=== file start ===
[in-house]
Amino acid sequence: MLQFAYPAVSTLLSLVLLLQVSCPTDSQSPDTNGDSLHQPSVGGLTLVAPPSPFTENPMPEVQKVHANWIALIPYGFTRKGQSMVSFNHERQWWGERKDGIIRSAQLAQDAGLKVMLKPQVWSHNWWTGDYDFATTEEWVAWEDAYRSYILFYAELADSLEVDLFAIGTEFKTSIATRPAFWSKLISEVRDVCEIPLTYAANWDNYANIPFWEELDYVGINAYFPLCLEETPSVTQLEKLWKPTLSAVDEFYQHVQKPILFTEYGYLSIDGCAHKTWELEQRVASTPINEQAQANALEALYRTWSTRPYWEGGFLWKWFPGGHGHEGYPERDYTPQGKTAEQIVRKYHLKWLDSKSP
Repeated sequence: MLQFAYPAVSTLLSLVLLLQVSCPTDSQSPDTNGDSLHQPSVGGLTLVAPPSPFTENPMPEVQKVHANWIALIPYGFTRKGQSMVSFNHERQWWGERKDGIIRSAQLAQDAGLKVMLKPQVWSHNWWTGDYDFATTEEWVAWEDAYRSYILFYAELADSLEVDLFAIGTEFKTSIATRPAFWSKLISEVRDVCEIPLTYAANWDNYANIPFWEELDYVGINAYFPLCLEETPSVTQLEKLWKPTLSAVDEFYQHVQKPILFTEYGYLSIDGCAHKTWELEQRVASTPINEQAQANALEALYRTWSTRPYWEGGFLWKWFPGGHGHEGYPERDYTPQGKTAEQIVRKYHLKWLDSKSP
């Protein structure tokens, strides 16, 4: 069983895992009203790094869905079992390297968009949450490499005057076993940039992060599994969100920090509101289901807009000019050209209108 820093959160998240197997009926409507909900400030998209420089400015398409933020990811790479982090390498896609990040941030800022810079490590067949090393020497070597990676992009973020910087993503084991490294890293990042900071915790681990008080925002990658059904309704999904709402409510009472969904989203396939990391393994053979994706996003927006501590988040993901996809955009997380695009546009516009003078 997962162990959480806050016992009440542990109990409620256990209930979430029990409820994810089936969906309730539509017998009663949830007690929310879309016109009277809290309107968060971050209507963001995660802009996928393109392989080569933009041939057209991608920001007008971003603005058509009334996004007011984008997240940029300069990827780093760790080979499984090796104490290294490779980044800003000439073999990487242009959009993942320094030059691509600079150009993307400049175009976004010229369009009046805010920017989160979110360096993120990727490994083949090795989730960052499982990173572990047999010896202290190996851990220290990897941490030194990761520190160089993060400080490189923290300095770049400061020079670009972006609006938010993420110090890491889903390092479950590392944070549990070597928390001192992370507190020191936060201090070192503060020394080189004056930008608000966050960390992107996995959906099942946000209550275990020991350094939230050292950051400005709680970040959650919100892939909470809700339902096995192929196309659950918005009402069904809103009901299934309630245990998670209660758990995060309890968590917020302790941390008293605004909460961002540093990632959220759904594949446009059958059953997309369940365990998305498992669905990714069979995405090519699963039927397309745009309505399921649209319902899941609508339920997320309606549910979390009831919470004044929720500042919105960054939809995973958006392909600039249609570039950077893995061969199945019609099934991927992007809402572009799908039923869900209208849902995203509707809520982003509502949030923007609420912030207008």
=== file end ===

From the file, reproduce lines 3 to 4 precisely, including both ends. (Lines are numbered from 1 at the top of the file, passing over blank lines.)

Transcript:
Repeated sequence: MLQFAYPAVSTLLSLVLLLQVSCPTDSQSPDTNGDSLHQPSVGGLTLVAPPSPFTENPMPEVQKVHANWIALIPYGFTRKGQSMVSFNHERQWWGERKDGIIRSAQLAQDAGLKVMLKPQVWSHNWWTGDYDFATTEEWVAWEDAYRSYILFYAELADSLEVDLFAIGTEFKTSIATRPAFWSKLISEVRDVCEIPLTYAANWDNYANIPFWEELDYVGINAYFPLCLEETPSVTQLEKLWKPTLSAVDEFYQHVQKPILFTEYGYLSIDGCAHKTWELEQRVASTPINEQAQANALEALYRTWSTRPYWEGGFLWKWFPGGHGHEGYPERDYTPQGKTAEQIVRKYHLKWLDSKSP
């Protein structure tokens, strides 16, 4: 069983895992009203790094869905079992390297968009949450490499005057076993940039992060599994969100920090509101289901807009000019050209209108 820093959160998240197997009926409507909900400030998209420089400015398409933020990811790479982090390498896609990040941030800022810079490590067949090393020497070597990676992009973020910087993503084991490294890293990042900071915790681990008080925002990658059904309704999904709402409510009472969904989203396939990391393994053979994706996003927006501590988040993901996809955009997380695009546009516009003078 997962162990959480806050016992009440542990109990409620256990209930979430029990409820994810089936969906309730539509017998009663949830007690929310879309016109009277809290309107968060971050209507963001995660802009996928393109392989080569933009041939057209991608920001007008971003603005058509009334996004007011984008997240940029300069990827780093760790080979499984090796104490290294490779980044800003000439073999990487242009959009993942320094030059691509600079150009993307400049175009976004010229369009009046805010920017989160979110360096993120990727490994083949090795989730960052499982990173572990047999010896202290190996851990220290990897941490030194990761520190160089993060400080490189923290300095770049400061020079670009972006609006938010993420110090890491889903390092479950590392944070549990070597928390001192992370507190020191936060201090070192503060020394080189004056930008608000966050960390992107996995959906099942946000209550275990020991350094939230050292950051400005709680970040959650919100892939909470809700339902096995192929196309659950918005009402069904809103009901299934309630245990998670209660758990995060309890968590917020302790941390008293605004909460961002540093990632959220759904594949446009059958059953997309369940365990998305498992669905990714069979995405090519699963039927397309745009309505399921649209319902899941609508339920997320309606549910979390009831919470004044929720500042919105960054939809995973958006392909600039249609570039950077893995061969199945019609099934991927992007809402572009799908039923869900209208849902995203509707809520982003509502949030923007609420912030207008």